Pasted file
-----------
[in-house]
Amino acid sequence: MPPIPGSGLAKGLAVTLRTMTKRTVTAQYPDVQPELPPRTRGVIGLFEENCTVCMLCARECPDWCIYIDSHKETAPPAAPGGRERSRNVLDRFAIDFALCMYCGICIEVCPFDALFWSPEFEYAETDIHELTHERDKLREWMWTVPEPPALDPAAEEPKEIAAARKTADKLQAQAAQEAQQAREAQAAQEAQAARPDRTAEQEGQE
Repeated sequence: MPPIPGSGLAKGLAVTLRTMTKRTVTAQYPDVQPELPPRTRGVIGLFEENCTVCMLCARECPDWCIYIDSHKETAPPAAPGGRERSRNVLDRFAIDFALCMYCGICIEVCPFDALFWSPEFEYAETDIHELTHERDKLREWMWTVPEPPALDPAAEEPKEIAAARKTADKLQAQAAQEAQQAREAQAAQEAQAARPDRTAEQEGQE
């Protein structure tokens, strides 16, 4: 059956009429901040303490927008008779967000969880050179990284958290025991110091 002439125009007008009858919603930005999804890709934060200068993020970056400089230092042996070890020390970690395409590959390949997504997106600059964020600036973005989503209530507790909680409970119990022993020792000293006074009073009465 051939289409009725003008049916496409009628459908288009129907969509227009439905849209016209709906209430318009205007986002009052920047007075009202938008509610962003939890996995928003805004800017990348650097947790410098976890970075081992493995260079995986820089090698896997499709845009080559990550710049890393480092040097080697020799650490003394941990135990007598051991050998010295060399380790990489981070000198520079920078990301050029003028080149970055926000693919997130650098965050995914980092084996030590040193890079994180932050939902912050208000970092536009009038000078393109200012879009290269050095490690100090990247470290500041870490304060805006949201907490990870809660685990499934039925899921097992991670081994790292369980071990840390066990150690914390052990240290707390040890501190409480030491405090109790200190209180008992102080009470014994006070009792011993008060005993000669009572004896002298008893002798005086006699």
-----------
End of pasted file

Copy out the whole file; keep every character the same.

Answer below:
[in-house]
Amino acid sequence: MPPIPGSGLAKGLAVTLRTMTKRTVTAQYPDVQPELPPRTRGVIGLFEENCTVCMLCARECPDWCIYIDSHKETAPPAAPGGRERSRNVLDRFAIDFALCMYCGICIEVCPFDALFWSPEFEYAETDIHELTHERDKLREWMWTVPEPPALDPAAEEPKEIAAARKTADKLQAQAAQEAQQAREAQAAQEAQAARPDRTAEQEGQE
Repeated sequence: MPPIPGSGLAKGLAVTLRTMTKRTVTAQYPDVQPELPPRTRGVIGLFEENCTVCMLCARECPDWCIYIDSHKETAPPAAPGGRERSRNVLDRFAIDFALCMYCGICIEVCPFDALFWSPEFEYAETDIHELTHERDKLREWMWTVPEPPALDPAAEEPKEIAAARKTADKLQAQAAQEAQQAREAQAAQEAQAARPDRTAEQEGQE
């Protein structure tokens, strides 16, 4: 059956009429901040303490927008008779967000969880050179990284958290025991110091 002439125009007008009858919603930005999804890709934060200068993020970056400089230092042996070890020390970690395409590959390949997504997106600059964020600036973005989503209530507790909680409970119990022993020792000293006074009073009465 051939289409009725003008049916496409009628459908288009129907969509227009439905849209016209709906209430318009205007986002009052920047007075009202938008509610962003939890996995928003805004800017990348650097947790410098976890970075081992493995260079995986820089090698896997499709845009080559990550710049890393480092040097080697020799650490003394941990135990007598051991050998010295060399380790990489981070000198520079920078990301050029003028080149970055926000693919997130650098965050995914980092084996030590040193890079994180932050939902912050208000970092536009009038000078393109200012879009290269050095490690100090990247470290500041870490304060805006949201907490990870809660685990499934039925899921097992991670081994790292369980071990840390066990150690914390052990240290707390040890501190409480030491405090109790200190209180008992102080009470014994006070009792011993008060005993000669009572004896002298008893002798005086006699």